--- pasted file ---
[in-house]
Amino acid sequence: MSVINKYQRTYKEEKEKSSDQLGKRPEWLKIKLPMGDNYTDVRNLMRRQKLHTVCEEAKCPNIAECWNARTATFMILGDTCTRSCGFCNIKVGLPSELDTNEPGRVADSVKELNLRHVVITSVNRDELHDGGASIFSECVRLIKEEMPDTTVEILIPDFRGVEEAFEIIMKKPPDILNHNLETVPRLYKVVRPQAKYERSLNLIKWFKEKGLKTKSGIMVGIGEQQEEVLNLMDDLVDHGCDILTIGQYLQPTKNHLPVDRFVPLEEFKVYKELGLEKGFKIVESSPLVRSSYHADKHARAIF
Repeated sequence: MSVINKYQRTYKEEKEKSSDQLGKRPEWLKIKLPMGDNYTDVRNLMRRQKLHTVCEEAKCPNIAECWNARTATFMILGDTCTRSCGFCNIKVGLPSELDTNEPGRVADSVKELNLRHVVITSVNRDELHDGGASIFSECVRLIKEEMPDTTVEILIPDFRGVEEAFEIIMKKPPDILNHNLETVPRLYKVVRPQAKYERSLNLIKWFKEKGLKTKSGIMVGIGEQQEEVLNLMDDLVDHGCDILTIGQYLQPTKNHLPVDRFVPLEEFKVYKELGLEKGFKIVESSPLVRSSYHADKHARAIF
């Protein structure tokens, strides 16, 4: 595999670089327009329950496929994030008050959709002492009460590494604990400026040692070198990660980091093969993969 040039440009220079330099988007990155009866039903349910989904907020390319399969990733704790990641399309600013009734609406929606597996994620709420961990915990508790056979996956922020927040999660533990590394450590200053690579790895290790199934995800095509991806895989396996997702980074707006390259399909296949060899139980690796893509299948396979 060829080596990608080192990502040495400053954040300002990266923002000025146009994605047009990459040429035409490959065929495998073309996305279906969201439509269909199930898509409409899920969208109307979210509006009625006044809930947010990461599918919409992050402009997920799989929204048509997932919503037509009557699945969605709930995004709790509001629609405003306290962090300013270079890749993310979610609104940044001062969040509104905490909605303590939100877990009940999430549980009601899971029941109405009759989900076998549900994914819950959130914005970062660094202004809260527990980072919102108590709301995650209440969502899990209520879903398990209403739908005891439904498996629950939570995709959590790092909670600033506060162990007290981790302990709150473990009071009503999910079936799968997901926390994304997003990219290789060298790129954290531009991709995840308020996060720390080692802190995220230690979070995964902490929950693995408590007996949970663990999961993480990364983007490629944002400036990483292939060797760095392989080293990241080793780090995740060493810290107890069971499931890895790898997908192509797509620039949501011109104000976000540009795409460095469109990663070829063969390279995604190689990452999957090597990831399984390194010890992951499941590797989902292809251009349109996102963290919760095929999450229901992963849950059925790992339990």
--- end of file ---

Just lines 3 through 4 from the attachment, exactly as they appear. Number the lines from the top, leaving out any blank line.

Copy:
Repeated sequence: MSVINKYQRTYKEEKEKSSDQLGKRPEWLKIKLPMGDNYTDVRNLMRRQKLHTVCEEAKCPNIAECWNARTATFMILGDTCTRSCGFCNIKVGLPSELDTNEPGRVADSVKELNLRHVVITSVNRDELHDGGASIFSECVRLIKEEMPDTTVEILIPDFRGVEEAFEIIMKKPPDILNHNLETVPRLYKVVRPQAKYERSLNLIKWFKEKGLKTKSGIMVGIGEQQEEVLNLMDDLVDHGCDILTIGQYLQPTKNHLPVDRFVPLEEFKVYKELGLEKGFKIVESSPLVRSSYHADKHARAIF
């Protein structure tokens, strides 16, 4: 595999670089327009329950496929994030008050959709002492009460590494604990400026040692070198990660980091093969993969 040039440009220079330099988007990155009866039903349910989904907020390319399969990733704790990641399309600013009734609406929606597996994620709420961990915990508790056979996956922020927040999660533990590394450590200053690579790895290790199934995800095509991806895989396996997702980074707006390259399909296949060899139980690796893509299948396979 060829080596990608080192990502040495400053954040300002990266923002000025146009994605047009990459040429035409490959065929495998073309996305279906969201439509269909199930898509409409899920969208109307979210509006009625006044809930947010990461599918919409992050402009997920799989929204048509997932919503037509009557699945969605709930995004709790509001629609405003306290962090300013270079890749993310979610609104940044001062969040509104905490909605303590939100877990009940999430549980009601899971029941109405009759989900076998549900994914819950959130914005970062660094202004809260527990980072919102108590709301995650209440969502899990209520879903398990209403739908005891439904498996629950939570995709959590790092909670600033506060162990007290981790302990709150473990009071009503999910079936799968997901926390994304997003990219290789060298790129954290531009991709995840308020996060720390080692802190995220230690979070995964902490929950693995408590007996949970663990999961993480990364983007490629944002400036990483292939060797760095392989080293990241080793780090995740060493810290107890069971499931890895790898997908192509797509620039949501011109104000976000540009795409460095469109990663070829063969390279995604190689990452999957090597990831399984390194010890992951499941590797989902292809251009349109996102963290919760095929999450229901992963849950059925790992339990």